RE: [RFC PATCH v1 2/3] LSM/x86/sgx: Implement SGX specific hooks in SELinux
From: Xing, Cedric
Date: Thu Jun 13 2019 - 13:04:44 EST
> From: Christopherson, Sean J
> Sent: Wednesday, June 12, 2019 3:03 PM
> > I think this model works quite well in an SGX1 world. The main thing
> > that makes me uneasy about this model is that, in SGX2, it requires
> > that an SGX2-compatible enclave loader must pre-declare to the kernel
> > whether it intends for its dynamically allocated memory to be
> > ALLOW_EXEC. If ALLOW_EXEC is set but not actually needed, it will
> > still fail if DENY_X_IF_ALLOW_WRITE ends up being set. The other
> > version below does not have this limitation.
> I'm not convinced this will be a meaningful limitation in practice,
> though that's probably obvious from my RFCs :-). That being said, the
> UAPI quirk is essentially a dealbreaker for multiple people, so let's
> drop #1.
> I discussed the options with Cedric offline, and he is ok with option #2
> *if* the idea actually translates to acceptable code and doesn't present
> problems for userspace and/or future SGX features.
> So, I'll work on an RFC series to implement #2 as described below. If
> it works out, yay! If not, i.e. option #2 is fundamentally broken, I'll
> shift my focus to Cedric's code (option #3).
> > > 2. Pre-check LSM permissions and dynamically track mappings to
> > > pages, e.g. add an SGX mprotect() hook to restrict W->X and WX
> > > based on the pre-checked permissions.
> > >
> > > Pros: Does not impact SGX UAPI, medium kernel complexity
> > > Cons: Auditing is complex/weird, requires taking enclave-
> > > lock during mprotect() to query/update tracking.
> > Here's how this looks in my mind. It's quite similar, except that
> > ALLOW_READ, ALLOW_WRITE, and ALLOW_EXEC are replaced with a little
> > state machine.
> > EADD does not take any special flags. It calls this LSM hook:
> > int security_enclave_load(struct vm_area_struct *source);
> > This hook can return -EPERM. Otherwise it 0 or
> > ALLOC_EXEC_IF_UNMODIFIED (i.e. 1). This hook enforces permissions (a)
> and (b).
> > The driver tracks a state for each page, and the possible states are:
> > - CLEAN_MAYEXEC /* no W or X VMAs have existed, but X is okay */
> > - CLEAN_NOEXEC /* no W or X VMAs have existed, and X is not okay */
> > - CLEAN_EXEC /* no W VMA has existed, but an X VMA has existed */
> > - DIRTY /* a W VMA has existed */
> > The initial state for a page is CLEAN_MAYEXEC if the hook said
> > ALLOW_EXEC_IF_UNMODIFIED and CLEAN_NOEXEC otherwise.
> > The future EAUG does not call a hook at all and puts pages into the
> > state CLEAN_NOEXEC. If SGX3 or later ever adds EAUG-but-don't-clear,
> > it can call security_enclave_load() and add CLEAN_MAYEXEC pages if
> > EINIT takes a sigstruct pointer. SGX calls a new hook:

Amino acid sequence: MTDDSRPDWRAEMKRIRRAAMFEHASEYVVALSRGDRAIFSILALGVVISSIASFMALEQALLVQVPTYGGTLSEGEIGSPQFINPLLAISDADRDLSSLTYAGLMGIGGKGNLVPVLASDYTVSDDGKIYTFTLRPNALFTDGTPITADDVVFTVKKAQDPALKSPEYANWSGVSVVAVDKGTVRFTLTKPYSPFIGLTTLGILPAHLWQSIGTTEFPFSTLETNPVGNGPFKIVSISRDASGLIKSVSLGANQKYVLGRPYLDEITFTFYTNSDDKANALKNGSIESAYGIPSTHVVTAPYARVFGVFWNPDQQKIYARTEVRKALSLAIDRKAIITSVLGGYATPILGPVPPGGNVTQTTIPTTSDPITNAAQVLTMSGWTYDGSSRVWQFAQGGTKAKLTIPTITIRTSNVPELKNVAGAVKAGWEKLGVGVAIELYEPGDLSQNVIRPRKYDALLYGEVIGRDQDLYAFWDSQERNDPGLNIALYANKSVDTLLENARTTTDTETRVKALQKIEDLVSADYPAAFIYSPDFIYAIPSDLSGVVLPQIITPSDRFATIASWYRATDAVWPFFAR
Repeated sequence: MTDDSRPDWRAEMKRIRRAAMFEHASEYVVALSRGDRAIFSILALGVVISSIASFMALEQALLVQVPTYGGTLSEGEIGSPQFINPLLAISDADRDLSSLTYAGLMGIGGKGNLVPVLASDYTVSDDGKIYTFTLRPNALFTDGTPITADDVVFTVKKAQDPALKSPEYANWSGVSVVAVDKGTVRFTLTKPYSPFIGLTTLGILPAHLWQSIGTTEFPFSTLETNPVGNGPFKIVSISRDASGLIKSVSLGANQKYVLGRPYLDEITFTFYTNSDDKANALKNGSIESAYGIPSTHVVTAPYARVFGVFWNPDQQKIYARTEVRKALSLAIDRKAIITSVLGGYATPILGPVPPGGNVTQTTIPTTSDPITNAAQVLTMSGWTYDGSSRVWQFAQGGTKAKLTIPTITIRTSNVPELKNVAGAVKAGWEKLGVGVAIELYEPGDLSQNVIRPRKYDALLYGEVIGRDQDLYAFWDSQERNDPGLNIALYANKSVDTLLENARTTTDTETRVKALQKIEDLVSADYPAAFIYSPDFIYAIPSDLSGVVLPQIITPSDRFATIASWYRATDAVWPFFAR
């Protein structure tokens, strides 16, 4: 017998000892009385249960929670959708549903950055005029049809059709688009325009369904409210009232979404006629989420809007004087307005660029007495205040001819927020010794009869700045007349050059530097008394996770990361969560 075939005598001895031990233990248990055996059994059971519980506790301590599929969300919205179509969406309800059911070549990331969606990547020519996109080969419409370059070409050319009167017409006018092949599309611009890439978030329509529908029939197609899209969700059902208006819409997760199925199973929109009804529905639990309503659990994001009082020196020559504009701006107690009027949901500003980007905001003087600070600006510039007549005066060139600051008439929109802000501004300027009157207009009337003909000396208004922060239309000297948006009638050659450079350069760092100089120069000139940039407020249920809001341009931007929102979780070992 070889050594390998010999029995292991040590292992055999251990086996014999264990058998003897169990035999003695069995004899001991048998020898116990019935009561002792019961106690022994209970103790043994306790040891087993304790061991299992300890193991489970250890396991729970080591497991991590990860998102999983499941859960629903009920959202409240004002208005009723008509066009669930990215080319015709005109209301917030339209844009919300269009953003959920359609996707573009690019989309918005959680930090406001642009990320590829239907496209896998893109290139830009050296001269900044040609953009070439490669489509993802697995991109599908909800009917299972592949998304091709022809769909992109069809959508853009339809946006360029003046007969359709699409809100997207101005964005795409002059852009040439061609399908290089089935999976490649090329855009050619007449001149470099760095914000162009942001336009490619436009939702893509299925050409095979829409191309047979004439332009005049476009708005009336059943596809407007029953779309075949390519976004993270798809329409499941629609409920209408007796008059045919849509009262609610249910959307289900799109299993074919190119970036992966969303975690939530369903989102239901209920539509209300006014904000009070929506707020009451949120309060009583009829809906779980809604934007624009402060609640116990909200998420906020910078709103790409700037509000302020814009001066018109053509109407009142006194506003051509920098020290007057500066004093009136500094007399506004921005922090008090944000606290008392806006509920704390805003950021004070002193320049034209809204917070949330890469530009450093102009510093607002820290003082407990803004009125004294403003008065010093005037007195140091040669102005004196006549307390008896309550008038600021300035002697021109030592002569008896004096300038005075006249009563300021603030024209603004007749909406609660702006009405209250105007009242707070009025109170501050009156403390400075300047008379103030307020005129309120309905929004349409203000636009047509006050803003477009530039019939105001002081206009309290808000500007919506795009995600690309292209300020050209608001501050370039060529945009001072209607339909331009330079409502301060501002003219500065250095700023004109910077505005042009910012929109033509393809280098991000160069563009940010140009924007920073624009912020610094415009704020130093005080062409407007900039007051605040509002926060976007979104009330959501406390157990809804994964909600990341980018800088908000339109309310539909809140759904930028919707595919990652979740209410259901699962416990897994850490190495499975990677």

> > unsigned int security_enclave_init(struct sigstruct *sigstruct,
> > struct vm_area_struct *source, unsigned int flags);
> > This hook can return -EPERM. Otherwise it returns 0 or a combination
> > of flags DENY_WX and DENY_X_DIRTY. The driver saves this value.
> > These represent permissions (c) and (d).
> > If we want to have a permission for "execute code supplied from
> > outside the enclave that was not measured", we could have a flag like
> > HAS_UNMEASURED_CLEAN_EXEC_PAGE that the LSM could consider.
> > mmap() and mprotect() enforce the following rules:
> > - If VM_EXEC is requested and (either the page is DIRTY or VM_WRITE
> > requested) and DENY_X_DIRTY, then deny.
> > - If VM_WRITE and VM_EXEC are both requested and DENY_WX, then deny.
> > - If VM_WRITE is requested, we need to update the state. If it was
> > CLEAN_EXEC, then we reject if DENY_X_DIRTY. Otherwise we change
> > state to DIRTY.
> > - If VM_EXEC is requested and the page is CLEAN_NOEXEC, then deny.
> > mprotect() and mmap() do *not* call SGX-specific LSM hooks to ask for
> > permission, although they can optionally call an LSM hook if they hit
> > one of the -EPERM cases for auditing purposes.
> > Before the SIGSTRUCT is provided to the driver, the driver acts as
> > though DENY_X_DIRTY and DENY_WX are both set.
I think we've been discussing 2 topics simultaneously, one is the state machine that accepts/rejects mmap/mprotect requests, while the other is where is the best place to put it. I think we have an agreement on the former, and IMO option #2 and #3 differ only in the latter.
Option #2 keeps the state machine inside SGX subsystem, so it could reuse existing data structures for page tracking/locking to some extent. Sean may have smarter ideas, but it looks to me like the existing 'struct sgx_encl_page' tracks individual enclave pages while the FSM states apply to ranges. So in order *not* to test page by page in mmap/mprotect, I guess some new range oriented structures are still necessary. But I don't think it very important anyway.
My major concern is more from the architecture/modularity perspective. Specifically, the state machine is defined by LSM but SGX does the state transitions. That's a brittle relationship that'd break easily if the state machine changes in future, or if different LSM modules want to define different FSMs (comprised of different set of states and/or triggers). After all, what's needed by the SGX subsystem is just the decision, not the FSM definition. I think we should take a closer look at this area once Sean's patch comes out.